NASA’s Hubble Space Telescope precisely measured the mass of the oldest known planet in our Milky Way galaxy near the core of the ancient globular star cluster M4, located 5,600 light-years away in the summer constellation Scorpius. At an estimated age of 13 billion years, the planet is more than twice as old as Earth’s 4.5 billion years. It’s about as old as a planet can be. It formed around a young, sun-like star barely 1 billion years after our universe’s birth in the Big Bang. The ancient planet has had a remarkable history because it resides in an unlikely, rough neighborhood. It orbits a peculiar pair of burned-out stars in the crowded core of a cluster of more than 100,000 stars.
The ancient planet has had a remarkable history because it has wound up in an unlikely, rough neighborhood. It orbits a peculiar pair of burned-out stars in the crowded core of a globular star cluster.
“A globular cluster might be the first place in which intelligent life is identified in our galaxy,” says Rosanne DiStefano of the Harvard-Smithsonian Center for Astrophysics (CfA). Globular star clusters are extraordinary in almost every way. Globular clusters, which are found in the halo of a galaxy, contain considerably more stars than the less dense galactic, or open clusters, which are found in the disk. They’re densely packed, holding a million stars in a ball only about 100 light-years across on average. They’re old, dating back almost to the birth of the Milky Way. And according to new research, they also could be extraordinarily good places to look for space-faring civilizations.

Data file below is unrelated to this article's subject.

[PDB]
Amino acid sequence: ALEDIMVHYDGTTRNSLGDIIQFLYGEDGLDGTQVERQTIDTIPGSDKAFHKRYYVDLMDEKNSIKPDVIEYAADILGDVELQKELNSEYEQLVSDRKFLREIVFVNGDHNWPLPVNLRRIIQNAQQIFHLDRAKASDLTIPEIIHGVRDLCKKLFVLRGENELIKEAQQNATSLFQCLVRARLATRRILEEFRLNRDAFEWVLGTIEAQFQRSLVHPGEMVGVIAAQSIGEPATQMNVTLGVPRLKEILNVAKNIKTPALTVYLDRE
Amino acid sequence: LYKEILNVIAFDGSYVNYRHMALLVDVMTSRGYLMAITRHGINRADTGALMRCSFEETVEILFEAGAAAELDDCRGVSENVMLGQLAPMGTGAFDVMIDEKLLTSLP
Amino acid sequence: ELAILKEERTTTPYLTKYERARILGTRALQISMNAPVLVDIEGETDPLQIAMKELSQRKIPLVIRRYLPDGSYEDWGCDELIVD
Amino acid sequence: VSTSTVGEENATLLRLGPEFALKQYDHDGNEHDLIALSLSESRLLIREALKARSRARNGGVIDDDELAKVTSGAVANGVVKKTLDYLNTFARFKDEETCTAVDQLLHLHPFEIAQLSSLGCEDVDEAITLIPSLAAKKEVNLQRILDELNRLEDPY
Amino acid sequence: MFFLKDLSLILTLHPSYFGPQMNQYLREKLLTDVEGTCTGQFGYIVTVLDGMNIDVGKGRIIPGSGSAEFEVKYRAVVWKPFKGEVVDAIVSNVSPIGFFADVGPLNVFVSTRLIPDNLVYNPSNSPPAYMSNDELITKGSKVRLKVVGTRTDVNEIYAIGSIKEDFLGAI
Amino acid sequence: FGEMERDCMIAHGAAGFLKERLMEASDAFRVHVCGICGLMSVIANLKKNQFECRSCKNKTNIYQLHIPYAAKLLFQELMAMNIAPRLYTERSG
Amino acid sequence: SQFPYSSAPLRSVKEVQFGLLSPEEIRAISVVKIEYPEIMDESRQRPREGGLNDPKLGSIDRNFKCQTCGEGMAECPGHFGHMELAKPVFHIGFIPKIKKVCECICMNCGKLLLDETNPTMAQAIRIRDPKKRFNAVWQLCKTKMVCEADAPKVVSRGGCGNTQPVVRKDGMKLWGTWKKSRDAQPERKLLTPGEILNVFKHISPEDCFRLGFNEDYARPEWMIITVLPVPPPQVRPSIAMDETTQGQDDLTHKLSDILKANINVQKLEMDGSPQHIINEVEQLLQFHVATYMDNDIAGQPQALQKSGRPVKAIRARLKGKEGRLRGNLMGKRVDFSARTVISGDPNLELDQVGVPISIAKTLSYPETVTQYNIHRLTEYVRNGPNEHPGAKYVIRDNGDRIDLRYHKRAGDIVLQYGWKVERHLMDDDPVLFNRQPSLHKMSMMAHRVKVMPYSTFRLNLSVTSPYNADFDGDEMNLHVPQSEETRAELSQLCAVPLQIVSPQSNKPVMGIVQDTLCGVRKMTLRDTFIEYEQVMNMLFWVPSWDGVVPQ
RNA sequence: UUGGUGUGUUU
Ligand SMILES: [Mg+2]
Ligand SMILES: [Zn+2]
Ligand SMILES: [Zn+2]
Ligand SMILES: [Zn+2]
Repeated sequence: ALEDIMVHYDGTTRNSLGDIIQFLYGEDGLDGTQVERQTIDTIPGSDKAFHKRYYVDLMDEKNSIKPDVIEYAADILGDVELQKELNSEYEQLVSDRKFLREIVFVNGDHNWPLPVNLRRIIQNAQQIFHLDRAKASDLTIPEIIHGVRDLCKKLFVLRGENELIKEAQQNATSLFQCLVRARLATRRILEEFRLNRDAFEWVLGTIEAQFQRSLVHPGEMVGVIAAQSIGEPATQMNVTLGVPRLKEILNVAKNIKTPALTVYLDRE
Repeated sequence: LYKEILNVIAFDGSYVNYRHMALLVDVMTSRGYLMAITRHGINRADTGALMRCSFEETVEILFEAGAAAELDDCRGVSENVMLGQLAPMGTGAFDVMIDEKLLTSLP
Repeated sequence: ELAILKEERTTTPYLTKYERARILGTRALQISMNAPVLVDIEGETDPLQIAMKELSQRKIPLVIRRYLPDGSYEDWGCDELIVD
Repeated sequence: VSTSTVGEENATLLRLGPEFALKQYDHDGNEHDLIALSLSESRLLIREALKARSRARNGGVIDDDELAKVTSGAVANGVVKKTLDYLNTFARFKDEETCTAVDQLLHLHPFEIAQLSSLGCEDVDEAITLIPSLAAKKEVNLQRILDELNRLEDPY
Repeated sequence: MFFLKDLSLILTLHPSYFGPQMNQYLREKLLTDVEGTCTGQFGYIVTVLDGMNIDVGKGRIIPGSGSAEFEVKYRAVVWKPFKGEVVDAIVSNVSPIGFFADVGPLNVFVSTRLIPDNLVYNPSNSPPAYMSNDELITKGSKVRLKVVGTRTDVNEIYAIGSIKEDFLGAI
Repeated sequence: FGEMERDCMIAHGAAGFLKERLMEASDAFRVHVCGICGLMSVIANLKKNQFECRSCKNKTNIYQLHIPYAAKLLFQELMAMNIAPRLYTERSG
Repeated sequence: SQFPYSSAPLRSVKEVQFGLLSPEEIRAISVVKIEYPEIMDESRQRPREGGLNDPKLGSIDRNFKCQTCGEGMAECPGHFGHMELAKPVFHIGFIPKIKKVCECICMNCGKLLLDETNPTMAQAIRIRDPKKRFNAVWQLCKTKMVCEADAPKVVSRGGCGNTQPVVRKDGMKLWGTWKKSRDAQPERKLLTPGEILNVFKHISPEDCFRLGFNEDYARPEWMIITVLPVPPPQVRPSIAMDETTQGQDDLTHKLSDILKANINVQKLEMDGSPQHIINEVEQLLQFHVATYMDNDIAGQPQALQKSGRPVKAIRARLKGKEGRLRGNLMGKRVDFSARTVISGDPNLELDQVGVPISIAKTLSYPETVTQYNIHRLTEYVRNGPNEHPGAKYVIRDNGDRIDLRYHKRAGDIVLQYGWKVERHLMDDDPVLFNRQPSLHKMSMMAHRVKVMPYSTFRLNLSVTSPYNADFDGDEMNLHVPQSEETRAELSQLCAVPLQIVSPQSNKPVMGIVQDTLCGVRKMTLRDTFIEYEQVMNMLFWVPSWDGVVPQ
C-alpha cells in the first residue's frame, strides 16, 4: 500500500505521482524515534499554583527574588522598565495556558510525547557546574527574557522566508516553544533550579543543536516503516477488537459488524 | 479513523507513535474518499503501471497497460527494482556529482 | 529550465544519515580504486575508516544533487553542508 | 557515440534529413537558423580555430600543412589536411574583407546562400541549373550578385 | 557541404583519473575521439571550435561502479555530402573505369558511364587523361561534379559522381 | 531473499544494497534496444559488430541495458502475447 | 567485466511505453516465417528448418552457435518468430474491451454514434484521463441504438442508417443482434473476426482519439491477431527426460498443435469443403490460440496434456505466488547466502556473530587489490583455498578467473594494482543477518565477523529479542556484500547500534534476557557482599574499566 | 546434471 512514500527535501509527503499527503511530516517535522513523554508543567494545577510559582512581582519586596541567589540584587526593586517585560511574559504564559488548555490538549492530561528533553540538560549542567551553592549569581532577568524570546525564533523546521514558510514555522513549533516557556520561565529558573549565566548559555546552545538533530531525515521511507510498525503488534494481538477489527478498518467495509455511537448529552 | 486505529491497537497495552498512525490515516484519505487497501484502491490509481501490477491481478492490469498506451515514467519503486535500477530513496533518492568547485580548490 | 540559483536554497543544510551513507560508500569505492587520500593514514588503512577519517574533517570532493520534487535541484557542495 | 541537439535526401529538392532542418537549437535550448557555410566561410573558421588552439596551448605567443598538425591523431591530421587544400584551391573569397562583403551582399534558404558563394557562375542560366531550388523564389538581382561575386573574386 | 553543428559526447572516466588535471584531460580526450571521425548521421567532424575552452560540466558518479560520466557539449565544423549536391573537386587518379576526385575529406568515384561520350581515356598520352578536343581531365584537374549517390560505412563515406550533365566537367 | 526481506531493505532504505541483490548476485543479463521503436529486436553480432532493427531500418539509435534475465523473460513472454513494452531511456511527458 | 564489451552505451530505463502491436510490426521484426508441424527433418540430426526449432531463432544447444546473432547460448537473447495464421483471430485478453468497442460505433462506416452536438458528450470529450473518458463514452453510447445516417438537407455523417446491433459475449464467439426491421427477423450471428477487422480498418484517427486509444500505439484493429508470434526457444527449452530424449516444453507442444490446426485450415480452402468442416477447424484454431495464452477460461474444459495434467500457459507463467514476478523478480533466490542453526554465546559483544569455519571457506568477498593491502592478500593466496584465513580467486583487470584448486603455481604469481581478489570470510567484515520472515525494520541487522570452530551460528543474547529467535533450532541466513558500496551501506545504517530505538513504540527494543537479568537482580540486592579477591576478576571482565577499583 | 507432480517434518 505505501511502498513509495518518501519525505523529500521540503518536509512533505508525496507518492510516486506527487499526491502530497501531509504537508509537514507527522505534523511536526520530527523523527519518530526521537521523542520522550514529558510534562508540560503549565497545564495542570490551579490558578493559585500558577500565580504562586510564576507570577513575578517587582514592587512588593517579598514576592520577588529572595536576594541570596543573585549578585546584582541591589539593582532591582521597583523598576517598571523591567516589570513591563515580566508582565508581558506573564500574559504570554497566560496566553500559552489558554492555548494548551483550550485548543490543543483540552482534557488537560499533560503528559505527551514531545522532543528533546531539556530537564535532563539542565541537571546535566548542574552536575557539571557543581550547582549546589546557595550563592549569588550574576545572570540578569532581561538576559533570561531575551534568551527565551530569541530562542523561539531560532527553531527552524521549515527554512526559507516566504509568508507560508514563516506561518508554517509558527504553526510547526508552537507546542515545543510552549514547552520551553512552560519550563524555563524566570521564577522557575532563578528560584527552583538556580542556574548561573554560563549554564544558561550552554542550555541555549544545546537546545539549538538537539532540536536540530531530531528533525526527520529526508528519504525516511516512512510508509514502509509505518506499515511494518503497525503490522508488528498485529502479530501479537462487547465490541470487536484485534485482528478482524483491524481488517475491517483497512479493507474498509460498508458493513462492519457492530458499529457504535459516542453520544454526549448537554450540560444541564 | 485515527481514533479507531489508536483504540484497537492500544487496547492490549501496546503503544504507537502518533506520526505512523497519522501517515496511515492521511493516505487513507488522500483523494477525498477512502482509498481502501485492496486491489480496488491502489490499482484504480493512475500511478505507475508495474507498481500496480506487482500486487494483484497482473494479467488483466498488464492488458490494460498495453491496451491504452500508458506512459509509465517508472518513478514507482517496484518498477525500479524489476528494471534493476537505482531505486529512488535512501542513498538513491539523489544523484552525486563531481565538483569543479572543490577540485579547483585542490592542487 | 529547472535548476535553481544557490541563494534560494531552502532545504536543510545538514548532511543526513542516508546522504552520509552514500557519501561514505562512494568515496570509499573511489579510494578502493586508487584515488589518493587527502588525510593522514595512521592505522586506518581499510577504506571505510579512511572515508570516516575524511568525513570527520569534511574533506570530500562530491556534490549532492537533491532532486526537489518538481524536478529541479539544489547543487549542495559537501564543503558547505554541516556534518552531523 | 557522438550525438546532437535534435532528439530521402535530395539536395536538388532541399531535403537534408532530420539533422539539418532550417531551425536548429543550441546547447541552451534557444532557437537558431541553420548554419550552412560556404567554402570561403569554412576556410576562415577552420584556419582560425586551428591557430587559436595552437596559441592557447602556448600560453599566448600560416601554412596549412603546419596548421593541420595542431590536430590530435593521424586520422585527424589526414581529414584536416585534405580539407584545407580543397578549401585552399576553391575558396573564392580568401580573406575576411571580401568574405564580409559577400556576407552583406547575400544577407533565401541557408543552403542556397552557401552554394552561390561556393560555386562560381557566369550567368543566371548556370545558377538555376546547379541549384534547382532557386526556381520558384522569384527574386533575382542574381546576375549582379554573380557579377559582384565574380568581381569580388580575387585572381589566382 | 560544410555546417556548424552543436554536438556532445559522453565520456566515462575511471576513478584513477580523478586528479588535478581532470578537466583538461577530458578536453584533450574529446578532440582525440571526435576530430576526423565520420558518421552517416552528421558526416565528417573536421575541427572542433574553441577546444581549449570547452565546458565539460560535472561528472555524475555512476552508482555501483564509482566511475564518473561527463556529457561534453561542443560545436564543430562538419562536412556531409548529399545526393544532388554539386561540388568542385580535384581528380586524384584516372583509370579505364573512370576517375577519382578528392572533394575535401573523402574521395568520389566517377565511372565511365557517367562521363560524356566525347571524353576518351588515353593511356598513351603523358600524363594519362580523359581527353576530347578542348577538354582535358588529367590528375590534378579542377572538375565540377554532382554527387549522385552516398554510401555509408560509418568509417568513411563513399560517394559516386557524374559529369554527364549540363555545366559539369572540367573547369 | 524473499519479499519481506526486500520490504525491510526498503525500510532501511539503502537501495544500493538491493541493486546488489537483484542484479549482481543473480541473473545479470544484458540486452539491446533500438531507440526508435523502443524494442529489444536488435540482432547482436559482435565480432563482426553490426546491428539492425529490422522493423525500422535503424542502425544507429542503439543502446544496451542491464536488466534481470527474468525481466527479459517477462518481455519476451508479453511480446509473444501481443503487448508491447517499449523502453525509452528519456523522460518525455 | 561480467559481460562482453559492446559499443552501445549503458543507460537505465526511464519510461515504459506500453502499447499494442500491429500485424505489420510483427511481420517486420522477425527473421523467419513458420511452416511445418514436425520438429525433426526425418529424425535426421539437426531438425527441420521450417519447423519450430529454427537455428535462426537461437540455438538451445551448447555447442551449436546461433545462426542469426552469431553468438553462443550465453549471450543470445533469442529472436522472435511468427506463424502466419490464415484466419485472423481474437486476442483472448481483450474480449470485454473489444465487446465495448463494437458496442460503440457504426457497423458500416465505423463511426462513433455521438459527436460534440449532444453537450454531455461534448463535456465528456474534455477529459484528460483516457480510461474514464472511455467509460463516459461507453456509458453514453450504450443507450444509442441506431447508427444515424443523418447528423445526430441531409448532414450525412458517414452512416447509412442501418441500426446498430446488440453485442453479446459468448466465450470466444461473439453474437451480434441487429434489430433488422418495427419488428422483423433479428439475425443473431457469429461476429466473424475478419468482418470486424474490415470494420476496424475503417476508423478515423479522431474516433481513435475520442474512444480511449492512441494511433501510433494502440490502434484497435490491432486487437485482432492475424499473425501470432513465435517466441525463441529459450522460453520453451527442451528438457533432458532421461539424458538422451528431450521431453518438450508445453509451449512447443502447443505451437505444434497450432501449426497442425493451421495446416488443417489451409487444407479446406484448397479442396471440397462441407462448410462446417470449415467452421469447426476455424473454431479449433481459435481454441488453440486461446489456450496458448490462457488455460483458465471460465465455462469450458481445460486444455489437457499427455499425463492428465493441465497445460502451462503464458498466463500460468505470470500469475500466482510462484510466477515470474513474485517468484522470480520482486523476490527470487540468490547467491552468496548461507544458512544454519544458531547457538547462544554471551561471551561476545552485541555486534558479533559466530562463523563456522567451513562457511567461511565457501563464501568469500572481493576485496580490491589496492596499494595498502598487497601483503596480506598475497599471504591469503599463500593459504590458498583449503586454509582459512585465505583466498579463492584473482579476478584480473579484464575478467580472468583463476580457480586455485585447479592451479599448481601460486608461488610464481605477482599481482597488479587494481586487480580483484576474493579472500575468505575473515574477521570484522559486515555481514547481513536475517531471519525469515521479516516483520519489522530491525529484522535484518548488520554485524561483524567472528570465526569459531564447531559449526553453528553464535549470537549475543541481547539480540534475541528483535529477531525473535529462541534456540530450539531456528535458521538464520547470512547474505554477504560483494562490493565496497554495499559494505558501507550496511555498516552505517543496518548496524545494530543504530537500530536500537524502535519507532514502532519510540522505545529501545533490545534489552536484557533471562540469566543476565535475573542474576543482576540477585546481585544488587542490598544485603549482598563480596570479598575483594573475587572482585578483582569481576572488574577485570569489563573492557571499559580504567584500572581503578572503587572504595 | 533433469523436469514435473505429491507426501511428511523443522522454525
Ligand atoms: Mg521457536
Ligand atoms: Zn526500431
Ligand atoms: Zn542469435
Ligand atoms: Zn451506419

“Once planets form, they can survive for long periods of time, even longer than the current age of the universe,” explains DiStefano.
So if habitable planets can form in globular clusters and survive for billions of years, what are the consequences for life should it evolve? Life would have ample time to become increasingly complex, and even potentially develop intelligence.
Such a civilization would enjoy a very different environment than our own.
The nearest star to our solar system is four light-years, or 24 trillion miles, away. In contrast, the nearest star within a globular cluster could be about 20 times closer – just one trillion miles away. This would make interstellar communication and exploration significantly easier.
” We call it the ‘globular cluster opportunity,'” says DiStefano. “Sending a broadcast between the stars wouldn’t take any longer than a letter from the U.S. to Europe in the 18th century. Interstellar travel would take less time too. The Voyager probes are 100 billion miles from Earth, or one-tenth as far as it would take to reach the closest star if we lived in a globular cluster. That means sending an interstellar probe is something a civilization at our technological level could do in a globular cluster,” she adds.